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3D Printing in Space: Great Promise But Long Path Forward

Marshall Space Flight Center tests a 3D printer that will be launched to the ISS in autumn of 2014.

Photo Credit: NASA

A recent report issued by the National Research Council examined the potential applications and challenges for additive manufacturing in space.

The report, jointly commissioned by NASA and the Air Force, found that additive manufacturing could contribute positively to aerospace missions in several important ways. Often referred to as 3D printing or advanced manufacturing, additive manufacturing involves adding layer upon layer of material until an object is formed. The process is already in use for space applications. The spacecraft Juno—currently on its way to Jupiter to explore the planet’s origin and evolution—contains microwave parts produced by additive manufacturing.

The use of additive manufacturing to support space missions is expected to benefit human spaceflight in particular. Developing the ability to manufacture replacement parts or tools to perform emergency repairs in orbit may reduce mission costs. Additive manufacturing technology may also benefit missions to the moon or Mars, where the potential for on-site fabrication will lessen reliance on the transportation of spare parts. The technology has applications for robotic missions as well: it may facilitate the construction of smaller satellites and their components, leading to reduced launch requirements and costs.

However, the true potential for in-space additive manufacturing may lie not in cost reductions but in innovation: the technology could produce a paradigm shift in space architecture. Because in-space additive manufacturing will not be subject to the constraints of gravity-based manufacturing, it could lead to an entirely new way of thinking about structures used in space. Structures produced by space-based additive manufacturing technology will be distinct from those created on Earth in two important ways. First, their design and manufacturing processes will not be subject to the same constraints as structures used in the high-gravity Earth environment. Second, because they will not need to withstand the stress of the launch environment, they can be larger or more delicate than structures currently developed for space use. This may encourage the conception and development of structures with functions and forms that could not be realized without in-space additive manufacturing technology.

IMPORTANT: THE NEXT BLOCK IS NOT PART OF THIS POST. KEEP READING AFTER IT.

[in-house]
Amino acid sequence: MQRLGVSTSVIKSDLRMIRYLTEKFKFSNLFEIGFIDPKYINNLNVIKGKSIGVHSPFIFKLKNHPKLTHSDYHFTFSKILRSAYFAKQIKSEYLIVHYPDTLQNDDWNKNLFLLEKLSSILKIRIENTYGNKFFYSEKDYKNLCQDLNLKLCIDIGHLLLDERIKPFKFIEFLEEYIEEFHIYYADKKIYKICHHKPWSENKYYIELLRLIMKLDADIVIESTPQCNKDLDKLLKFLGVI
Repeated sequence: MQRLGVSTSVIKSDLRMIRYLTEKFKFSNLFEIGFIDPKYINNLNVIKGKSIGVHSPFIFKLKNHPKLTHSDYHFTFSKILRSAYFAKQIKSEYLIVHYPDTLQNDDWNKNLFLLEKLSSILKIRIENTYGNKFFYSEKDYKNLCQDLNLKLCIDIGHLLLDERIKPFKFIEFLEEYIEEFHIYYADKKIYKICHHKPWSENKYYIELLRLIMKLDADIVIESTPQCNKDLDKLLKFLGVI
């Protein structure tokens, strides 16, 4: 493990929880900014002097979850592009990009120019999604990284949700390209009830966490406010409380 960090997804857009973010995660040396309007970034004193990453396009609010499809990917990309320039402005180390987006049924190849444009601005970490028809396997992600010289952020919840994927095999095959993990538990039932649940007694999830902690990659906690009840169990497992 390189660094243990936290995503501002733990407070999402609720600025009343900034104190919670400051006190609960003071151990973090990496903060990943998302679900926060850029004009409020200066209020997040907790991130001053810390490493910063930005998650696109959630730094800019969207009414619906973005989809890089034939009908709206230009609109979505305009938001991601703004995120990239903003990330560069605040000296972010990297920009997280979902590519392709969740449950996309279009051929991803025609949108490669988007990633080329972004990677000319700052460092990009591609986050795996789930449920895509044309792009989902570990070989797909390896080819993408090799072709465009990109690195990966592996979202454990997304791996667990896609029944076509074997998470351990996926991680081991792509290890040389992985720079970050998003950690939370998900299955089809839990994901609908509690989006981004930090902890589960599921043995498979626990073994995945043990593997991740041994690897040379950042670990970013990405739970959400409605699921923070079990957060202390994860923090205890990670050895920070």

Despite its great promise, this technology is still in its infancy. The National Research Council report pointed out a number of issues that must be resolved, including:

  • Infrastructure: While some additive manufacturing may be performed on the International Space Station (ISS), eventually a whole new infrastructure—with associated costs—must be developed for manufacturing in space.
  • Certification: Standards for parts and tools produced via additive manufacturing must be established, and there must be a way of certifying that the pieces produced in space meet those standards.
  • Training: Aerospace organizations will need to invest in training and education in many areas. For example, training is needed for experts in additive manufacturing to apply their knowledge to space-based applications, and for experts in spacecraft design and engineering to utilize their expertise in the additive manufacturing environment.
  • Human involvement: Currently, most additive manufacturing processes require human labor. While this is not an obstacle on Earth, human labor is less available in orbit, necessitating an autonomous or semi-autonomous solution.

The report also cautioned that additional development of Earth-based additive manufacturing applications is not likely to benefit the space environment. The markedly different manufacturing issues in a high-gravity versus low- or no-gravity environment, and the kinds of designs that may be developed in one environment versus the other, mark a clear divergence between the two paths.

Instead of looking toward Earth-based applications, the report suggested that research, including workshops with experts in additive manufacturing and spacecraft design and engineering, is necessary to fully assess the technical limitations and performance criteria for additive manufacturing in space. NASA and the Air Force are encouraged to work together to identify a roadmap for developing the technology, jointly sharing costs associated with research while pooling data to advance the initiative. An initial goal is to pinpoint experiments that can be conducted on the ISS over the next 10 years. Over the long term, the report concluded that an approach stressing semi-autonomous in-space manufacturing processes on the moon, Mars, or an asteroid, featuring minimal human involvement, is likely the best path forward.

Learn more about the National Research Council report.

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